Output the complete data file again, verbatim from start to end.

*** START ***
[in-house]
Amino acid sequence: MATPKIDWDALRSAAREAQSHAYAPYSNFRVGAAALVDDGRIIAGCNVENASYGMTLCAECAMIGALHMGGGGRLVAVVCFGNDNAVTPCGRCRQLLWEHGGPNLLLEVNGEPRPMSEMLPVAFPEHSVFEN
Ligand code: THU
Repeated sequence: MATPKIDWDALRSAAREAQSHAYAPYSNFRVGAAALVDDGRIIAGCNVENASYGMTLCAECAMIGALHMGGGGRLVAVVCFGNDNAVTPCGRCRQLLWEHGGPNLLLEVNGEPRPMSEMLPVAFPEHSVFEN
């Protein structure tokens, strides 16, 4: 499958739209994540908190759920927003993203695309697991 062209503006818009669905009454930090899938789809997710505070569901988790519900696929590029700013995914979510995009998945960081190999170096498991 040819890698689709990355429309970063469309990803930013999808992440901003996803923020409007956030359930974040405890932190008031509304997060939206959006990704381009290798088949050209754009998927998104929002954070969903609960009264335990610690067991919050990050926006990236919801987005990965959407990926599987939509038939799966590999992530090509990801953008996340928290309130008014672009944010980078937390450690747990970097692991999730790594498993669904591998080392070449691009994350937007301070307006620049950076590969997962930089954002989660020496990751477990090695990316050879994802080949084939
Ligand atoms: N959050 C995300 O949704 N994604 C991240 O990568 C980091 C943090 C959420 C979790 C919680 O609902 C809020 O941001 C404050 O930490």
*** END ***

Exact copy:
[in-house]
Amino acid sequence: MATPKIDWDALRSAAREAQSHAYAPYSNFRVGAAALVDDGRIIAGCNVENASYGMTLCAECAMIGALHMGGGGRLVAVVCFGNDNAVTPCGRCRQLLWEHGGPNLLLEVNGEPRPMSEMLPVAFPEHSVFEN
Ligand code: THU
Repeated sequence: MATPKIDWDALRSAAREAQSHAYAPYSNFRVGAAALVDDGRIIAGCNVENASYGMTLCAECAMIGALHMGGGGRLVAVVCFGNDNAVTPCGRCRQLLWEHGGPNLLLEVNGEPRPMSEMLPVAFPEHSVFEN
């Protein structure tokens, strides 16, 4: 499958739209994540908190759920927003993203695309697991 062209503006818009669905009454930090899938789809997710505070569901988790519900696929590029700013995914979510995009998945960081190999170096498991 040819890698689709990355429309970063469309990803930013999808992440901003996803923020409007956030359930974040405890932190008031509304997060939206959006990704381009290798088949050209754009998927998104929002954070969903609960009264335990610690067991919050990050926006990236919801987005990965959407990926599987939509038939799966590999992530090509990801953008996340928290309130008014672009944010980078937390450690747990970097692991999730790594498993669904591998080392070449691009994350937007301070307006620049950076590969997962930089954002989660020496990751477990090695990316050879994802080949084939
Ligand atoms: N959050 C995300 O949704 N994604 C991240 O990568 C980091 C943090 C959420 C979790 C919680 O609902 C809020 O941001 C404050 O930490």